US Coal Plant Closures Likely To Eliminate 30 Million Tons Of Annual Coal Demand

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The United States is closing 46 coal-fired generating units at 25 electricity plants across 16 states over the next few years, transitioning to natural gas or intentionally closing them, and a new report shows that this will likely result in eliminating about 30 million tons of annual coal demand by the end of 2018.

The Institute for Energy Economics and Financial Analysis (IEEFA) published its new research brief last week, working step-by-step through the implications inherent in the expected coal-fired generating closures over 2017 and 2018 (the full list can be seen at the bottom). The brief concludes that the expected closures will eliminate about 28.2 million tons of annual coal demand by the end of 2018, worth nearly $1.1 billion (2016 prices).

The plant closures currently expected over the next few years are across 16 states — Colorado, Florida, Kentucky, Illinois, Massachusetts, Minnesota, Nevada, New Jersey, New Mexico, North Dakota, Ohio, Tennessee, Texas, Virginia, West Virginia, and Wisconsin. Coal producers in the Powder River Basin of Wyoming and Montana, and those in the Illinois Basin are expected to be the hardest hit — with two thirds of the expected annual demand losses predicted to stem from those two coal regions.

“Nearly 46 percent of the coal no longer required at these units, or 10.6 million tons, came from the Powder River Basin, and further 23.6 percent came from the Illinois Basin, making these the two hardest-hit regions,” said Seth Feaster, IEEFA data analyst and author of the report. Nearly 70% of coal that was purchased in 2016 was delivered to plants that will be closing.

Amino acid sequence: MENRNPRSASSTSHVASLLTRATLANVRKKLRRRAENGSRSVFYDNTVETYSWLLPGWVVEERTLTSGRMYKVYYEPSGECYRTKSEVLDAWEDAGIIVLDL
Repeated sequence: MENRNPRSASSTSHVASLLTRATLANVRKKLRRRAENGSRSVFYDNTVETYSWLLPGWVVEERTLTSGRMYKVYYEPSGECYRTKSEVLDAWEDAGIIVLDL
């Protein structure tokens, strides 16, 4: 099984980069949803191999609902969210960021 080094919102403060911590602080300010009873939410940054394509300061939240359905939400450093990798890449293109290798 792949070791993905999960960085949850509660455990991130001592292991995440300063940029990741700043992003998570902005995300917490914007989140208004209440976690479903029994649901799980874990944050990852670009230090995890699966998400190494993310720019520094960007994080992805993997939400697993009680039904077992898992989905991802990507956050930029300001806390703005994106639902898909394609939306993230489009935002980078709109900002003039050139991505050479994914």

“While some plants may have flexibility in which mine they purchase from, significant regional shifts in coal sourcing are unlikely, both because of economic reasons such as shipping costs and limits on changing the physical properties of the coal each plant uses,” the report explained. “This means that the coal shipments cited here are likely to represent permanent losses in demand for each mining region.”

The IEEFA also believe that coal mining operations in the Four Corners region of the Southwest US — Colorado, Utah, Arizona, and New Mexico — will take a sharp hit from plant closures. Additionally, those with operations in Appalachia and the Uinta Basin of Utah will continue to be affected, having already suffered loss of demand.

As for individual coal producers, Peabody Energy and Cloud Peak Energy are both expected to suffer the most. IEEFA predicts that by the end of 2018, Peabody Energy will lose nearly 4.9 million tons of coal sales to nine different plants — the most of any company. Cloud Peak Energy will suffer losses of 4.1 million tons to five plants.

By the end of 2018, the plant closures detailed in this report will amount to a net capacity (by 2016 figures) of 16 gigawatts (GW), or approximately 5.7% of the total coal-fired US electricity generation capacity. These closures represent what the IEEFA believes is a long-term trend that will only likely continue. “Indeed, the transformative shift in electricity generation across the U.S. is likely to continue as intense cost competition from renewables and natural gas continues a trend toward more coal-fired plant closures and has even led to some nuclear plant retirements over the past few years.”